Constructor injection – Why I no longer use autowired
This post focuses on Java and using something like Spring or CDI for dependency injection. If you aren’t using Java this post can maybe still apply to you, constructor injection can and should be implemented in many languages. If you’re confused about autowiring, check out some details here.
I have always used autowired and annotated my fields with autowired only because I had gotten used to it. One of the earlier code bases I worked on in Java performed all dependency injection this way. Relying on the Spring DI container and the @autowired annotation was a way of life.
If you know where I’m going with this post you may have guessed, that code base had very few unit tests and testing in general. It can be painful to test when you’re using a lot of autowired fields. You need to create mocks with stubs and make sure they’re injected with your mock DI container. This ends up requiring more overhead and more headaches trying to get testing to work. I was often banging my head against the wall trying to get some decent tests made with autowired until I ran across a post on reddit.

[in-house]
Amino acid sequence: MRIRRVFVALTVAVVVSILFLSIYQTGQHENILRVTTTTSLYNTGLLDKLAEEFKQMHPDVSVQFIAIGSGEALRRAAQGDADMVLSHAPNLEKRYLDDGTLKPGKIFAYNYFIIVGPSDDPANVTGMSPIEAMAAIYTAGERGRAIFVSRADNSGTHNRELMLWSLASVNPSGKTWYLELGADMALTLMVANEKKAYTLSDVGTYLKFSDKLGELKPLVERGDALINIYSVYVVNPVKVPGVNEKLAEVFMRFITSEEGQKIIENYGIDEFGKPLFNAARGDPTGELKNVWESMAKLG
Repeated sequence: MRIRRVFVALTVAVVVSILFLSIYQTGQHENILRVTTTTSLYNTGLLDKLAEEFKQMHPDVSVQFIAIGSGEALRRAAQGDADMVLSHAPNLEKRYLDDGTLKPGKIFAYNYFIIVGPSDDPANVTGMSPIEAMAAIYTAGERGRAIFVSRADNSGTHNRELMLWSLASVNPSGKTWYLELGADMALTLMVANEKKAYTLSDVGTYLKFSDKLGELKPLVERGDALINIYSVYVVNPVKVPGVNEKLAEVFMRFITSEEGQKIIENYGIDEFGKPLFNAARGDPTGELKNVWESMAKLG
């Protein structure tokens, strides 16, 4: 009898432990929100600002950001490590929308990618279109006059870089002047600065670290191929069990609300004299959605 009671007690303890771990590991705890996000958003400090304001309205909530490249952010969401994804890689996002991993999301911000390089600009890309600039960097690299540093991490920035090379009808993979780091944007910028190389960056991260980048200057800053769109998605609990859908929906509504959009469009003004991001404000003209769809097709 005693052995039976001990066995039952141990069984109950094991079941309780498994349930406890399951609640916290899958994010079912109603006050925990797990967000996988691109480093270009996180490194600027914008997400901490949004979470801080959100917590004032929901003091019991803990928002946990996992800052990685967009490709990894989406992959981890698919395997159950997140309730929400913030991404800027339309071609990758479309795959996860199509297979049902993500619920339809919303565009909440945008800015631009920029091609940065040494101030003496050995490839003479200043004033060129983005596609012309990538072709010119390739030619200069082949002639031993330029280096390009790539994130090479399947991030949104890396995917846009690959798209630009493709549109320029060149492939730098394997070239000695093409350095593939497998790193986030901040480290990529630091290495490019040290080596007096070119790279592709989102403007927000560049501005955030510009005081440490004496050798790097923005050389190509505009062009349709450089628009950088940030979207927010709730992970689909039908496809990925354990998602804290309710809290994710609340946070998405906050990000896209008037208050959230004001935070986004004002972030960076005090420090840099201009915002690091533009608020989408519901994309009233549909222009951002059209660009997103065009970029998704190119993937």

Along with just making testing harder, I felt like I was constantly struggling with getting SpringJunit runner types of classes working. I think I went through 3-4 different Spring/Junit/testing libraries before I found one that consistently worked. Not pictured above is the xml/Java needed for mocking.
In other languages I have often relied on injecting dependencies with the class constructor. Java and autowired kinda lulled me into this laziness which I just couldn’t stop. I’ve been switching all my code to constructor based injection mainly because of the ease in testing. My tests no longer need to initialize a mock DI container, or inject mock objects with it. My tests have gotten much simpler and I no longer worry too much about the hassles of getting all the different junit/mockito/jmock/etc working together with a mock DI container. I was using xml for some of my mock DI containers and I’m definitely thankful that I’m no longer doing that.
One big benefit I found not mentioned in the article linked above, I feel like this helped me find some code smells I didn’t notice when I was using autowired. I tightened a few things up when I noticed my constructors were getting out of control. I noticed I started following better patterns of composition once I started using constructor injection. I didn’t realize how many classes I had where I was autowiring way too many dependencies.
I’m not going to lie, after switching a few projects from autowired to constructor injection I got a huge uptick in unit tests and coverage. More time coding, less time fighting with Junit/Spring, tests became way easier to write.